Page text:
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precarious since 1997 | by maryann johanson

Jurassic World movie review: lack of humility before blockbusters

Jurassic World yellow light

MaryAnn’s quick take…

I am the prime demographic for this movie, and I found it only sort of inoffensively blah. Chris Pratt: He’s no Jeff Goldblum.
I’m “biast” (pro): love love love love love the original trilogy (yes, all of them)
I’m “biast” (con): nothing
(what is this about? see my critic’s minifesto)

I cried, my geek peeps. I cried at the opening of Jurassic World. Not at the bit where a baby dino cracks itself out of an egg, though that is awesome and in the world of this movie you know that someone has created @EmergencyCuteDinoBabies on Twitter and it is Everything.

No, I cried at the helicopter shot swooping in over Jurassic World — the park is open! — because I want this to be real. Why isn’t it real? Why haven’t we scienced into existence dinosaurs right outta the past? I know the whole point of this franchise is to highlight how probably incredibly stupid this would be but I wanna see a brontosaurus, dammit. I had a recurring nightmare as a kid about dinosaurs — including superscary T. rex — walking around the streets of the town where I lived, like right near the mall and everything, and even though they were frightening I loved those dreams. I walked down the streets of New York in the early 90s reading Michael Crichton’s Jurassic Park in an already dogearred paperback — this is the only book I can say this about — because I could not put it down even during the process of getting myself from one place to another.

The first Jurassic Park film was one of the movies I thought about when I first started writing film criticism, as I pondered whether I would be able to find things to say about movies for more than a few months. I even really like the second and third films, which I know a lot of people, even major dorks like me, have problems with.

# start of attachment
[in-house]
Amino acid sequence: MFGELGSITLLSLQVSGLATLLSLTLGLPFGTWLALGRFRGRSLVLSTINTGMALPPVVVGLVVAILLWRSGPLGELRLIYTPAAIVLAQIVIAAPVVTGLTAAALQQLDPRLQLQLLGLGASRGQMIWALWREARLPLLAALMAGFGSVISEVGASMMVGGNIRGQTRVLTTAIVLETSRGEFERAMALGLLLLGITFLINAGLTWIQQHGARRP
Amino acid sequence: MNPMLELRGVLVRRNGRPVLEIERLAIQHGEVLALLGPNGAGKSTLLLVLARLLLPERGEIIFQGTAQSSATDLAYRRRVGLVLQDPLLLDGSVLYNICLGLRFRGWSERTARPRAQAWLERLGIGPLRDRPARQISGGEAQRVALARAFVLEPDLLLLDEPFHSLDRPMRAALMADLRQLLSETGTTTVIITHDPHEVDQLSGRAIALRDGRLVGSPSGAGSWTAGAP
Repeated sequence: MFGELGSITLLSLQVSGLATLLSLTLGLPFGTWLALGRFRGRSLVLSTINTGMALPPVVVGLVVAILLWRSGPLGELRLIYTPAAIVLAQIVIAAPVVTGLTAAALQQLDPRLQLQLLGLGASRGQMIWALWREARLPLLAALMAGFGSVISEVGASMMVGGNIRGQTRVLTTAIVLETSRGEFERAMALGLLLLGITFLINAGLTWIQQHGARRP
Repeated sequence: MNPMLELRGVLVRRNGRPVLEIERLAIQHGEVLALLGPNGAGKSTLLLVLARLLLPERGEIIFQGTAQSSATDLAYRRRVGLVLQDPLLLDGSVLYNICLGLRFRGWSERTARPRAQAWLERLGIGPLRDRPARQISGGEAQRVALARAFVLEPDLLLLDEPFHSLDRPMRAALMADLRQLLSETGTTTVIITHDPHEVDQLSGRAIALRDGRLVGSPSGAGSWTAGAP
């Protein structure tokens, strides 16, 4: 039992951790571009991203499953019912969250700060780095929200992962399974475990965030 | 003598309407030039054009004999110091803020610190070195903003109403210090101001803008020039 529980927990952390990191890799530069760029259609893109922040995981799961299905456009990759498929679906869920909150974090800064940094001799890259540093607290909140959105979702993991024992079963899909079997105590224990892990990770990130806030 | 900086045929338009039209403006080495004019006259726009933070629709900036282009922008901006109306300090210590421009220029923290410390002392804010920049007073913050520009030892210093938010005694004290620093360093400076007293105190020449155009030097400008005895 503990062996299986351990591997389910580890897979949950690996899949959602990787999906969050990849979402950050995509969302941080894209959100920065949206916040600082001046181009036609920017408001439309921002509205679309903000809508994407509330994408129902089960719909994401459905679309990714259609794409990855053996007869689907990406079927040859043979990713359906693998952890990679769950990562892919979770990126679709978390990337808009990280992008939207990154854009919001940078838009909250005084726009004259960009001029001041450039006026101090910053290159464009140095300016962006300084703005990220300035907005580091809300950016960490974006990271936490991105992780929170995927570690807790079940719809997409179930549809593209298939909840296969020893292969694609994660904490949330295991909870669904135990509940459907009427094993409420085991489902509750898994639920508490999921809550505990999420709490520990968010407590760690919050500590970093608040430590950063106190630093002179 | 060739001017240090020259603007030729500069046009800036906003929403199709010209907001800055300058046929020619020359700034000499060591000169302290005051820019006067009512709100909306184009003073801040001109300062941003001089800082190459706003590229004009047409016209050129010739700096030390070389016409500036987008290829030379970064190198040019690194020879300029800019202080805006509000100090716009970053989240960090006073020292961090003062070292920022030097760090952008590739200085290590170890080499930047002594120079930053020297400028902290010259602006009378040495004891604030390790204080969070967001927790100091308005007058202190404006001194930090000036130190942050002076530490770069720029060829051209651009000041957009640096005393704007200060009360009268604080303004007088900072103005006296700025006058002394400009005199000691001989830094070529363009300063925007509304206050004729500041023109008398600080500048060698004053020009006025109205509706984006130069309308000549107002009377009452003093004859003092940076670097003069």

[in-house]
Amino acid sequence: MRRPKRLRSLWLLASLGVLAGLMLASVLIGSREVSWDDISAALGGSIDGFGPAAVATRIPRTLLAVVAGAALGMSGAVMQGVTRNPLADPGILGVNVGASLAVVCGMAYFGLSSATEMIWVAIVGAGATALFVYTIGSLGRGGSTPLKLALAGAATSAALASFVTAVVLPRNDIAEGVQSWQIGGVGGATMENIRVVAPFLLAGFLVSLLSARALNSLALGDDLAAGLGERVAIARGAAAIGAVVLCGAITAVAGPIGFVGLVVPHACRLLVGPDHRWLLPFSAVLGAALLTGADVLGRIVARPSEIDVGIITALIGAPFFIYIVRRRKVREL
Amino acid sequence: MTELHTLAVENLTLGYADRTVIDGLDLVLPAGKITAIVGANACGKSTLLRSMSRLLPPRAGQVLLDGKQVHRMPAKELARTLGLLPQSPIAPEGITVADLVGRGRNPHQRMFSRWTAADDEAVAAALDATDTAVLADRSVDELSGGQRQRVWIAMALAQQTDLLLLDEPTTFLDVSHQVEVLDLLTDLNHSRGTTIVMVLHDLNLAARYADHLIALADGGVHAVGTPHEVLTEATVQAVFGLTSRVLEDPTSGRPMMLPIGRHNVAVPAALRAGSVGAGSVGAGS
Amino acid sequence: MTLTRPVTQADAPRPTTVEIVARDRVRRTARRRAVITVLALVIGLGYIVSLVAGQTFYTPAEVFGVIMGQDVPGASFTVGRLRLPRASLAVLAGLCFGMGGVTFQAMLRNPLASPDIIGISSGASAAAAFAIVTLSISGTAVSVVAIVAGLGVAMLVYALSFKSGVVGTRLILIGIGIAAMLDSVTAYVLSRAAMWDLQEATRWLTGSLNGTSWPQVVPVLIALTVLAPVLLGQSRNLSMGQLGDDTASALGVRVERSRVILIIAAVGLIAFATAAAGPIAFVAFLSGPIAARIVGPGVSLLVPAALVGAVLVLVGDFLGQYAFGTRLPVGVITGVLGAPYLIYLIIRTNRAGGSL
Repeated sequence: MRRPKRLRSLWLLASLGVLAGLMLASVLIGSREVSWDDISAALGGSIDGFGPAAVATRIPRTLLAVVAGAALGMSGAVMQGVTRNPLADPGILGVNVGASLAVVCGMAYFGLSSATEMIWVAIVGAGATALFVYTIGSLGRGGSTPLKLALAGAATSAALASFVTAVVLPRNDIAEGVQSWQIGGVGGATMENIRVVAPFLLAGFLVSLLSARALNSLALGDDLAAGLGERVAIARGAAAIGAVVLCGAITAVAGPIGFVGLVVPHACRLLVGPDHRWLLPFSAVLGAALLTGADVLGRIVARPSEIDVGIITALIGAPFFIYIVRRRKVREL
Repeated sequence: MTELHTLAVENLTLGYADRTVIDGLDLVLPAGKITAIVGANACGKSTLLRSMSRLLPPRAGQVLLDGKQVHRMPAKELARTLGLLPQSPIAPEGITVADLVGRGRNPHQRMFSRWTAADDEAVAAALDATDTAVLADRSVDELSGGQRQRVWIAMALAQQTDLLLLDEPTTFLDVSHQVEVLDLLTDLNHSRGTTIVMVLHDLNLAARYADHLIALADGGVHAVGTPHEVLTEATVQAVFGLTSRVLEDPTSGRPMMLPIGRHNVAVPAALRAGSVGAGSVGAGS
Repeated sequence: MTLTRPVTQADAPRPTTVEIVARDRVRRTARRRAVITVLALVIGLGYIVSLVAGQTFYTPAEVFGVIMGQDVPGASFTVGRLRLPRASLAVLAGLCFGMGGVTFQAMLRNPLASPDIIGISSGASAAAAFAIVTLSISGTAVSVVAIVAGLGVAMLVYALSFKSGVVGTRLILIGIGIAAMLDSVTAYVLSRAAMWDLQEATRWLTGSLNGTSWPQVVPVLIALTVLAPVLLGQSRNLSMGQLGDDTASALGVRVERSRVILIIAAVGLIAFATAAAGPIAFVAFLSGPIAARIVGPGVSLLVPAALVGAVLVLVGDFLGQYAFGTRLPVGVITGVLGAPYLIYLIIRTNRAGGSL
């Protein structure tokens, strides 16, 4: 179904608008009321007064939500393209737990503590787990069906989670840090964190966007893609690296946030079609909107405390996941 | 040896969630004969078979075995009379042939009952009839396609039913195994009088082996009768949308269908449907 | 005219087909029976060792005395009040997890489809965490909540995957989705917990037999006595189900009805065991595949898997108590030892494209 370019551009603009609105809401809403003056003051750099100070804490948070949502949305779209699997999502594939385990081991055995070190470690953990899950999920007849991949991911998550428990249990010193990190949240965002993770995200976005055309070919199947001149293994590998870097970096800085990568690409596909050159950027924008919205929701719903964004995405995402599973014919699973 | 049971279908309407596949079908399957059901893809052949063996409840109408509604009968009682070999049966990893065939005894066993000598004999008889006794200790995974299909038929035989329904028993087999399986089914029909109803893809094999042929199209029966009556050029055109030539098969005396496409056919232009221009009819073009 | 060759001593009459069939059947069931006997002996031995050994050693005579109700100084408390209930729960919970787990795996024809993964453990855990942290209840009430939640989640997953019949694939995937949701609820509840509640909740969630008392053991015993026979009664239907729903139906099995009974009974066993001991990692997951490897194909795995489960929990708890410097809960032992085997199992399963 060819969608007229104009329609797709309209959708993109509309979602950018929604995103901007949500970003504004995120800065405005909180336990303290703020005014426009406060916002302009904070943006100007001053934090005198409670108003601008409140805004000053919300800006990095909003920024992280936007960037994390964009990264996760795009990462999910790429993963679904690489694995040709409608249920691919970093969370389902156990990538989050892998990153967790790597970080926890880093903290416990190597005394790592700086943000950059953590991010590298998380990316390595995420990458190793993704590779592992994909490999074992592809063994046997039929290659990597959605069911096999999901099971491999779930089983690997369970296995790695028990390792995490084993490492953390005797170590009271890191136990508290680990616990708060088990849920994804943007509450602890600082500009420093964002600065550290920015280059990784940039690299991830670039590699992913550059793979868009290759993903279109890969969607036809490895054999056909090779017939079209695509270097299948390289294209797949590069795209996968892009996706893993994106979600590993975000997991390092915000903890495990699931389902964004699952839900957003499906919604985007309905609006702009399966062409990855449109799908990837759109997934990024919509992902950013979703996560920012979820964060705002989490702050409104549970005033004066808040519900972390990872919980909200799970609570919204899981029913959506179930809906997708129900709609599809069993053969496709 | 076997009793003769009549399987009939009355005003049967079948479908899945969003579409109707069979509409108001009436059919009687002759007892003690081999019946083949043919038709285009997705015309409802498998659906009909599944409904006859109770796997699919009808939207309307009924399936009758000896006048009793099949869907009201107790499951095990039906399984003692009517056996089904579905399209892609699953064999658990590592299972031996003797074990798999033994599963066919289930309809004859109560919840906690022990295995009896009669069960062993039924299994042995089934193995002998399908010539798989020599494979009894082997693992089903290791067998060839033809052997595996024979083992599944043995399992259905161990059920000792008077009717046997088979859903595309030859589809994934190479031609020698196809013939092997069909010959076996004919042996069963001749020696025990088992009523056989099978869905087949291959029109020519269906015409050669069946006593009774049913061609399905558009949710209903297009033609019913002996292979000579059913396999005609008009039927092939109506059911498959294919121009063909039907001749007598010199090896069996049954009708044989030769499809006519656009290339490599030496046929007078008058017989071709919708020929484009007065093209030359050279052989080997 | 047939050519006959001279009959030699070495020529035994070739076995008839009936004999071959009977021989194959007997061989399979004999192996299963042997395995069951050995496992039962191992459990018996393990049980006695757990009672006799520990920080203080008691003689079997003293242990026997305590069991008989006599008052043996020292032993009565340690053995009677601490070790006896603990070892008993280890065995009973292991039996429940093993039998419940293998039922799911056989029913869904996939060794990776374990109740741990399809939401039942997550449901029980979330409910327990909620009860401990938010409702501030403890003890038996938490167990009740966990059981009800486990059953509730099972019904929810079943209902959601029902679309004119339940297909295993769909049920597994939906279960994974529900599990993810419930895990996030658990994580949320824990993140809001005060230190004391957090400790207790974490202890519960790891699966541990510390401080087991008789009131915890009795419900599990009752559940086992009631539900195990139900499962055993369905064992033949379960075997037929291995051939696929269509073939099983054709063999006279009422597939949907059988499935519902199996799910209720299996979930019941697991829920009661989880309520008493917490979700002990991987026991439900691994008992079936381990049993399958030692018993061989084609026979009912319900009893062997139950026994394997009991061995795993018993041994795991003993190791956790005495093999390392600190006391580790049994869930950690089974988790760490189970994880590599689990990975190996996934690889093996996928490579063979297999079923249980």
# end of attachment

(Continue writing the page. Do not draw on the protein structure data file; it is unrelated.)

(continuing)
Basically, I am the prime demographic for Jurassic World.

And I found it only sort of inoffensively blah.

You cannot imagine how disappointed my geeky self is at this. MOAR DINOSAURS, I screamed. And I was mostly thwarted.

Here’s the thing: Chris Pratt (Guardians of the Galaxy, The Lego Movie). He’s no Jeff Goldblum. He’s no Sam Neill. He’s not even Bob Peck aka Robert Muldoon the raptor keeper or Pete Postlethwaite the big-game hunter from The Lost World, who are closest to what his raptor wrangler Owen Grady is supposed to be. I don’t blame Pratt per se, even though I really don’t see why he is considered a movie star, he’s just not that interesting though I’m sure he’s a very nice guy don’t troll-bomb me bro. I blame the script, which lacks almost all the humor of the original series. (Product placement is not a decent replacement, but dear god, this movie seems to think chain-corporate logos are sneakily funny.)

But damn if the ghost of Ian Malcolm doesn’t hang over this movie, saying things like “That’s how it starts, first comes the ooing and the ahhing, later comes the yawning and the snoozing” and “They were so preoccupied with whether they could make a sequel to Jurassic Park that they didn’t stop to think if they should” and “That is one big pile of shit.”